Scotland to start minimum alcohol-pricing aimed at health improvement

The UK’s highest court ruled unanimously that setting a minimum price would not breach European Union law and that it was “a proportionate means of achieving a legitimate aim”

Minimum alcohol pricing set to come into force in Scotland

The UK Supreme Court has today ruled that minimum unit pricing for alcohol in Scotland, which was passed overwhelmingly by the Scottish Parliament in 2012, can now proceed.

Scotland is set to become the first country in the world with a minimum price for alcohol sales after the UK's highest court rejected an appeal from Scotch whisky manufacturers.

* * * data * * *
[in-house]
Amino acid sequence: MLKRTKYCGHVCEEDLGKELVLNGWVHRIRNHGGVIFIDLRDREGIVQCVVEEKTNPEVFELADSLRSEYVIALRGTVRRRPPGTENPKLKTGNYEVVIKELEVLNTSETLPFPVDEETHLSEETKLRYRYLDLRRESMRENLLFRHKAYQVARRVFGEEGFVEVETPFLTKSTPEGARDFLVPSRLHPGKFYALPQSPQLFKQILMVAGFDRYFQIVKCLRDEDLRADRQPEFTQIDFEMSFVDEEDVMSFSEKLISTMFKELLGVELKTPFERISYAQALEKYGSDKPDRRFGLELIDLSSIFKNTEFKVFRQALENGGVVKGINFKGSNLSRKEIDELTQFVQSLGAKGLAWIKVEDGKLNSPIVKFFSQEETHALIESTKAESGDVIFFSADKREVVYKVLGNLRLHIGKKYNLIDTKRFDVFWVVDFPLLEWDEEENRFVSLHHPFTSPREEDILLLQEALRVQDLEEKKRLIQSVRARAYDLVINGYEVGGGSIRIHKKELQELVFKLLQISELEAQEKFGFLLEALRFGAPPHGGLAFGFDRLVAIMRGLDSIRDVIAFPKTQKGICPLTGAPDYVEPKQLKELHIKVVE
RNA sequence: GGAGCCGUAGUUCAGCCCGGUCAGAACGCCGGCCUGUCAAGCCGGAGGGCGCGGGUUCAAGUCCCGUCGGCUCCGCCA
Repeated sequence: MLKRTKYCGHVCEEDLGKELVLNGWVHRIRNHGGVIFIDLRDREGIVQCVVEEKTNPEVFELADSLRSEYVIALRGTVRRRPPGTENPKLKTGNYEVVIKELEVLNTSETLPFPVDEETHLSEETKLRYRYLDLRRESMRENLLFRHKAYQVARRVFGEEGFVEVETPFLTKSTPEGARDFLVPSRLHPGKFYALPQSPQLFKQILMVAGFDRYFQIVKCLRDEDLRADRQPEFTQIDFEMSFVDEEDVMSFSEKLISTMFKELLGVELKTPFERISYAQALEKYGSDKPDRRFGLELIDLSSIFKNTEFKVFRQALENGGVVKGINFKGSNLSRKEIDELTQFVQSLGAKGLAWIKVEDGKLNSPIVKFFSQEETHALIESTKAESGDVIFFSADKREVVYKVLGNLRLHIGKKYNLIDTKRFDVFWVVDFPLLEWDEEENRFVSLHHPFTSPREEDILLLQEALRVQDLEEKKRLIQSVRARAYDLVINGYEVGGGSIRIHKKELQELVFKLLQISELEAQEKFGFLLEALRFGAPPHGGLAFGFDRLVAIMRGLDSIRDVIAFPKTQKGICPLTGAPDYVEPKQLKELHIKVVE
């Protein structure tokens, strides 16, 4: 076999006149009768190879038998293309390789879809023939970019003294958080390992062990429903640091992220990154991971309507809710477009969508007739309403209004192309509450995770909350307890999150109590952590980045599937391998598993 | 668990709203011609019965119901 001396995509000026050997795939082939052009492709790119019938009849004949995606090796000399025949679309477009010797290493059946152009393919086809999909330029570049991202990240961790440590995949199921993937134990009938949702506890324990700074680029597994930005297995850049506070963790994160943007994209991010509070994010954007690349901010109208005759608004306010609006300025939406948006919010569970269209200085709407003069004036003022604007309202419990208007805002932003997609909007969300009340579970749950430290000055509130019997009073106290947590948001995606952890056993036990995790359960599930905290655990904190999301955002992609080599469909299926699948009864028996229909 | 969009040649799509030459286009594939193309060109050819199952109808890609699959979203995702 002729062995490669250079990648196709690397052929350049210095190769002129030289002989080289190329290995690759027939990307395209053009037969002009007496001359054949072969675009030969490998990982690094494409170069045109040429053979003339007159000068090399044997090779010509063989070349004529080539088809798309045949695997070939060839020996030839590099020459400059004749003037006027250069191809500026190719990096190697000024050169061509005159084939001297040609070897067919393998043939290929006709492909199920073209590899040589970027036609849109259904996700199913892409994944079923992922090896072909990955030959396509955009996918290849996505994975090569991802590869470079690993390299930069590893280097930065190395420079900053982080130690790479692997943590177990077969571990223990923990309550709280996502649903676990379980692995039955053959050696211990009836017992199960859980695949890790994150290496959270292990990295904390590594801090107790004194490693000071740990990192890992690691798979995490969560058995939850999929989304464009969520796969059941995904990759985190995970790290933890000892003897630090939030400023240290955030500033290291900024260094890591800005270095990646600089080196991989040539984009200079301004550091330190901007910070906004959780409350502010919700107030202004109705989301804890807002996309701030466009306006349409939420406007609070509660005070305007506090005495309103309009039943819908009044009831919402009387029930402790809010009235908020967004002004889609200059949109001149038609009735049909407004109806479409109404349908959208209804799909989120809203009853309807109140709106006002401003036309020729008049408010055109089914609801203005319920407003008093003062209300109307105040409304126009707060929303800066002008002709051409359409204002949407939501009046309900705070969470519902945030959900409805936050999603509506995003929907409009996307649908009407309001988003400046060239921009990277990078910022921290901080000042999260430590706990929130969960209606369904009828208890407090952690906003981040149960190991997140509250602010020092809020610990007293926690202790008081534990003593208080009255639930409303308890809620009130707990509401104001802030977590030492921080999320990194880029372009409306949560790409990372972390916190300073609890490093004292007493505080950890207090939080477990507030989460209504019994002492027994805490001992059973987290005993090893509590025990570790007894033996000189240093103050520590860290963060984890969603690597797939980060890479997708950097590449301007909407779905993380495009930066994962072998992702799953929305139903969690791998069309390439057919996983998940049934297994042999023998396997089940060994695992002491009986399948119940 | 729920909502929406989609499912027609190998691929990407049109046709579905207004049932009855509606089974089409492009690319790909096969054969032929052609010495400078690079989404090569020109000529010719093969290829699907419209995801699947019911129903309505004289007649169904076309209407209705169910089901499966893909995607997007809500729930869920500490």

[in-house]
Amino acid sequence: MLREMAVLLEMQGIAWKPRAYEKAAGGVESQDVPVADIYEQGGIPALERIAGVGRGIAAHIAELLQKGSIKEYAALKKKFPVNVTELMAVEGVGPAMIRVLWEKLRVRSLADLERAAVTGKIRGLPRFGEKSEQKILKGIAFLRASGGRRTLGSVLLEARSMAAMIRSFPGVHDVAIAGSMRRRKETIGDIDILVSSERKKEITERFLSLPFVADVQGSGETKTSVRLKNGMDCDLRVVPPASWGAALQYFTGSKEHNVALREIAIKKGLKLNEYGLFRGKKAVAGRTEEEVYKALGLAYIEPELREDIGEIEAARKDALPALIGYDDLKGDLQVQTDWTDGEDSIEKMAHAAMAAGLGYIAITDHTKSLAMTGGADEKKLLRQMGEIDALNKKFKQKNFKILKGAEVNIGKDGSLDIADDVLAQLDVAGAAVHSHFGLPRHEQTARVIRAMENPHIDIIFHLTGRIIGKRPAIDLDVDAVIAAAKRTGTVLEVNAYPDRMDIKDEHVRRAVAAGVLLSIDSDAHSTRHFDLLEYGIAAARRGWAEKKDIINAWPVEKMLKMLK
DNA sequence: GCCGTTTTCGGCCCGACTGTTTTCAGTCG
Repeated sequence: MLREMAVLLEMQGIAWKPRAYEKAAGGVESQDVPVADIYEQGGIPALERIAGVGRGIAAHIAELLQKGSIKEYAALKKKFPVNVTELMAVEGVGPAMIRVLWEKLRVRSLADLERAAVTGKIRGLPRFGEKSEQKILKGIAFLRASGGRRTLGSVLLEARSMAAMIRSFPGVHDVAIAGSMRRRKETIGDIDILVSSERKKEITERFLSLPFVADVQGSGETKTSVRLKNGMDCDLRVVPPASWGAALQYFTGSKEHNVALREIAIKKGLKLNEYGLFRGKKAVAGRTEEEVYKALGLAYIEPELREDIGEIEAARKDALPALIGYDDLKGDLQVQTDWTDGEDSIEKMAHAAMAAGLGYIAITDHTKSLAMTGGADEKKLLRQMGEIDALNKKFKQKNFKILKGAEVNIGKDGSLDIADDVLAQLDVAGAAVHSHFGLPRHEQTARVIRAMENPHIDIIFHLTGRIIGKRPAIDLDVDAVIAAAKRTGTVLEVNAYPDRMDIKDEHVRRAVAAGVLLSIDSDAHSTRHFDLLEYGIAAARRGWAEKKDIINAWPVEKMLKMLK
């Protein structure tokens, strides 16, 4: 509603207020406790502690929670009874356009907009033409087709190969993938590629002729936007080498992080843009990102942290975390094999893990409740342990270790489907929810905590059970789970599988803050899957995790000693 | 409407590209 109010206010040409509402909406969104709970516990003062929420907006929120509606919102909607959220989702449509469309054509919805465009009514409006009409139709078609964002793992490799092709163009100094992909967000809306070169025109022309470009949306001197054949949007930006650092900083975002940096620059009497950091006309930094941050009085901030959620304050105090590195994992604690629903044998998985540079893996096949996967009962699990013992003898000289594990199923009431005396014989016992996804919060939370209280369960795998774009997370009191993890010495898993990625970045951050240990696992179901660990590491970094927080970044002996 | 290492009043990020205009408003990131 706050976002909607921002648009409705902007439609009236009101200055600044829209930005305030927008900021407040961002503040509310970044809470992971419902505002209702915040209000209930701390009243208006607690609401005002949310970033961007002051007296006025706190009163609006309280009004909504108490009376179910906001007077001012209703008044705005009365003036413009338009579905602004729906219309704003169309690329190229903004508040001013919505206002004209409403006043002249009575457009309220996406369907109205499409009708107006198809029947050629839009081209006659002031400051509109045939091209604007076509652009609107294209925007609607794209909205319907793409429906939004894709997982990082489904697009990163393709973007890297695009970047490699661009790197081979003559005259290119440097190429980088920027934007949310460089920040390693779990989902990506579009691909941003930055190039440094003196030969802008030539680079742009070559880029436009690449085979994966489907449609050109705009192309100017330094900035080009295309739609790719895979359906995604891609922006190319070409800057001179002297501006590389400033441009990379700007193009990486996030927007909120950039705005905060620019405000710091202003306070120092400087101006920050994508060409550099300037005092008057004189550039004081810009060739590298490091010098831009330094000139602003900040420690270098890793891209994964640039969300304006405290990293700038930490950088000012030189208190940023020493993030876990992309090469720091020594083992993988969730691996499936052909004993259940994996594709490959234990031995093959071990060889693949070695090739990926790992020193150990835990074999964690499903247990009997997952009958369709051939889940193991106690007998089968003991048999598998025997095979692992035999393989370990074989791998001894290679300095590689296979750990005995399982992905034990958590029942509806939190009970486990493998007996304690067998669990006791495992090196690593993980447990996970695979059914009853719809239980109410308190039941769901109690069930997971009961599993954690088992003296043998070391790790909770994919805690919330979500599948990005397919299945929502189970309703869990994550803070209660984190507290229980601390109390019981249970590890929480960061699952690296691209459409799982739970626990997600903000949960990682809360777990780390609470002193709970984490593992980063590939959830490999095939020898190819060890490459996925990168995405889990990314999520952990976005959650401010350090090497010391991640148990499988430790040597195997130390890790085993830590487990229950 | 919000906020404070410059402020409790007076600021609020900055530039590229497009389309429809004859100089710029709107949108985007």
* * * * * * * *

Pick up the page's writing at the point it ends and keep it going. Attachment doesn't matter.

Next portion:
The move is a response by the Scottish Parliament to tackle the nation's level of drinking by raising the price of cheap, super-strength alcohol.

Ministers said it would help fight Scotland's "unhealthy relationship with drink".

Supreme Court: Judges issued their ruling on Wednesday.

The Scottish Government has faced a years-long battle to introduce the legislation, which would create a minimum unit price for alcohol of at least 50p.

The SWA, backed by the European drinks industry, had argued that minimum pricing breached EU and global trade law as it interfered with free trade and open borders regulations.

"This is vital in order that the jobs and investment the industry provides in Scotland are not damaged. At home, we hope to see an objective assessment of the impact of MUP".

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